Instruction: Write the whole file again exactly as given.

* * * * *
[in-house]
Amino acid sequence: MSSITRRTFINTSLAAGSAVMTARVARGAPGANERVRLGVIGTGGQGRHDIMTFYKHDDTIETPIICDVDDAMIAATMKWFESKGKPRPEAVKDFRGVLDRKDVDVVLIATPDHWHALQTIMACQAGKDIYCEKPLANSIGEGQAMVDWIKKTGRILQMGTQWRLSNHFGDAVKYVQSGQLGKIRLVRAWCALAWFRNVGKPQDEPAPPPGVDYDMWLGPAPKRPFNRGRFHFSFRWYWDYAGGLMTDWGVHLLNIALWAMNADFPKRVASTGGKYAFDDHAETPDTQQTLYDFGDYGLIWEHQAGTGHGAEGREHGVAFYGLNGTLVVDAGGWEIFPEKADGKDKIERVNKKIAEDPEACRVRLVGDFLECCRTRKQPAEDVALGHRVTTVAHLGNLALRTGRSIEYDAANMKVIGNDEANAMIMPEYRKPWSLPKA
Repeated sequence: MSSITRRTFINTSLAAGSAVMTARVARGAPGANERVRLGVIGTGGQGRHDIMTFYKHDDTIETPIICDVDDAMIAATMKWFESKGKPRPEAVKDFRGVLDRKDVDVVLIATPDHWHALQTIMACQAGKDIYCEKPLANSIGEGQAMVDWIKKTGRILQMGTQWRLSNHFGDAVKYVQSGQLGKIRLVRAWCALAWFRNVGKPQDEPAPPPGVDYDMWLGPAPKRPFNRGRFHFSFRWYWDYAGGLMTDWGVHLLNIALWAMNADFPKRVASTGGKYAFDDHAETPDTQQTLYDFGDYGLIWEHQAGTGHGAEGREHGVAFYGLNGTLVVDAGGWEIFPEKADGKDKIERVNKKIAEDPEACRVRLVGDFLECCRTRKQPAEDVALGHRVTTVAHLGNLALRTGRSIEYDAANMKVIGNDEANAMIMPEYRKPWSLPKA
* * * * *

[in-house]
Amino acid sequence: MSSITRRTFINTSLAAGSAVMTARVARGAPGANERVRLGVIGTGGQGRHDIMTFYKHDDTIETPIICDVDDAMIAATMKWFESKGKPRPEAVKDFRGVLDRKDVDVVLIATPDHWHALQTIMACQAGKDIYCEKPLANSIGEGQAMVDWIKKTGRILQMGTQWRLSNHFGDAVKYVQSGQLGKIRLVRAWCALAWFRNVGKPQDEPAPPPGVDYDMWLGPAPKRPFNRGRFHFSFRWYWDYAGGLMTDWGVHLLNIALWAMNADFPKRVASTGGKYAFDDHAETPDTQQTLYDFGDYGLIWEHQAGTGHGAEGREHGVAFYGLNGTLVVDAGGWEIFPEKADGKDKIERVNKKIAEDPEACRVRLVGDFLECCRTRKQPAEDVALGHRVTTVAHLGNLALRTGRSIEYDAANMKVIGNDEANAMIMPEYRKPWSLPKA
Repeated sequence: MSSITRRTFINTSLAAGSAVMTARVARGAPGANERVRLGVIGTGGQGRHDIMTFYKHDDTIETPIICDVDDAMIAATMKWFESKGKPRPEAVKDFRGVLDRKDVDVVLIATPDHWHALQTIMACQAGKDIYCEKPLANSIGEGQAMVDWIKKTGRILQMGTQWRLSNHFGDAVKYVQSGQLGKIRLVRAWCALAWFRNVGKPQDEPAPPPGVDYDMWLGPAPKRPFNRGRFHFSFRWYWDYAGGLMTDWGVHLLNIALWAMNADFPKRVASTGGKYAFDDHAETPDTQQTLYDFGDYGLIWEHQAGTGHGAEGREHGVAFYGLNGTLVVDAGGWEIFPEKADGKDKIERVNKKIAEDPEACRVRLVGDFLECCRTRKQPAEDVALGHRVTTVAHLGNLALRTGRSIEYDAANMKVIGNDEANAMIMPEYRKPWSLPKA